What’s Behind and Ahead of Us for Crop Prices

March 16, 2010 07:00 PM

Sara Schafer, AgWeb Business & Crops Online Editor
Predicting the 2010 prices for corn and soybeans is no easy feat, especially when you look back at the sporadic stair steps of market prices during previous year.
Patrick Westhoff, Food and Agricultural Policy Research Institute (FAPRI) co-director, says when forecasting market prices, it is important to recognize what factors caused previous and current prices.
What Just Happened?
Westhoff says corn prices rose from 2006-2008 because of
  • Reduced grain crops elsewhere
  • More ethanol production
  • Rising energy prices
  • Economic growth and livestock demand
  • Weaker dollar
  • Government policies
Yet, corn prices fell from the 2008 peak because of large world grain crops, slower ethanol growth, lower energy prices and a stronger dollar.
Westhoff says the story is similar for soybeans, except for a few added twists.
Soybean prices rose from 2006-2008 because of:
  • Rising grain prices and resulting acreage shifts
  • More biodiesel production
  • Economic growth and livestock demand
  • Weaker dollar
"The weaker dollar also affected soybean prices, as much, if not more, than corn,” he says.
Then, soybean prices fell from 2008 peak because of falling grain prices which caused acreage shifts. Westhoff says prices also dropped due to less biodiesel production, the economic recession and falling livestock demand.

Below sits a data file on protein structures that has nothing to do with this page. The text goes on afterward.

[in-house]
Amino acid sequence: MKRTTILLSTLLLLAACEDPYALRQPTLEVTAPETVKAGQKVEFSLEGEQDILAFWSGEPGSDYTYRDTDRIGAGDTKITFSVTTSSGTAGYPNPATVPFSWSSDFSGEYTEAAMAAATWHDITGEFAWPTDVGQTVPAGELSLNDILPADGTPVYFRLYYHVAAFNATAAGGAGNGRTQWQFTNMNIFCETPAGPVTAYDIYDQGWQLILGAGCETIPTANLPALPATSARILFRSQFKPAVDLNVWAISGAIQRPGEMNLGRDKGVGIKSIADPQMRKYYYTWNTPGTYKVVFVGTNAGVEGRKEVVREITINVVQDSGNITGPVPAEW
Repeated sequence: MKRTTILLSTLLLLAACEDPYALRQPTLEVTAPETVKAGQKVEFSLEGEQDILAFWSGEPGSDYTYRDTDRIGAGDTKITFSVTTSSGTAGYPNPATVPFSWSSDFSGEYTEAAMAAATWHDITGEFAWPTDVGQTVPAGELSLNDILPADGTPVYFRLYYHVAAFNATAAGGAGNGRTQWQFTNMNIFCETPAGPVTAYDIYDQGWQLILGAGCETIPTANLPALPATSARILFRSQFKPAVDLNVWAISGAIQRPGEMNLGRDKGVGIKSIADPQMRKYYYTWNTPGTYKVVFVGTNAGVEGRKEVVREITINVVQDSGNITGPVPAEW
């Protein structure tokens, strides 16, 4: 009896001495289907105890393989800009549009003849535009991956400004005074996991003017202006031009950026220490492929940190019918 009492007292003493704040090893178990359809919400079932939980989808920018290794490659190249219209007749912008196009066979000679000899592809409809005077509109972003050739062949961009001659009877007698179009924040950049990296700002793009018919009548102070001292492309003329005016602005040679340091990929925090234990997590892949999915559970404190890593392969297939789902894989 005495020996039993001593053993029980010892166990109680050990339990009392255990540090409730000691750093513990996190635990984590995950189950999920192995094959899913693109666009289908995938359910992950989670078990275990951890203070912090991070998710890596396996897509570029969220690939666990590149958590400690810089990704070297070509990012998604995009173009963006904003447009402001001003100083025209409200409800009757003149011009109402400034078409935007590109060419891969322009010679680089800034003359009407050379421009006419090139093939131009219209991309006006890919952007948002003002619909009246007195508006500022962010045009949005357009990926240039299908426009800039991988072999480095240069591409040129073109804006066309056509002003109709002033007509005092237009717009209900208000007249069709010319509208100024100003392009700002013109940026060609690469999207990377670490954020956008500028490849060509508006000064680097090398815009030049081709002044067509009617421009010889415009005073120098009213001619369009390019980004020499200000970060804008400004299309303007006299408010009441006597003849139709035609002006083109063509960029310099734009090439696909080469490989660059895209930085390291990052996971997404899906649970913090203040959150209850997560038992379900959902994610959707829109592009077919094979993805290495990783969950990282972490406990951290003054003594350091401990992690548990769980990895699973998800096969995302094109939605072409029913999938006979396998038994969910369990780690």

One of the few factors that supported soybean prices was the small 2009 Argentine soybean crop.
What's Ahead?
Looking toward the future, Westhoff doesn't see crop prices smoothing out. "One thing for sure is we will have more volatility,” he says. "There is no question about that in my mind.”
FAPRI predicts in 2010-11, prices will dip further for soybeans because of large global supplies. While in corn, prices should increase due to support from ethanol production.

(click to enlarge) 
Westhoff says it is important for farmers to keep in mind the factors that made prices rise and fall during the last few years, because these factors will be at play in future.
For More Information

You can e-mail Sara Schafer at sschafer@farmjournal.com.

Back to news


Spell Check

No comments have been posted to this News Article

Corn College TV Education Series


Get nearly 8 hours of educational video with Farm Journal's top agronomists. Produced in the field and neatly organized by topic, from spring prep to post-harvest. Order now!


Market Data provided by QTInfo.com
Brought to you by Beyer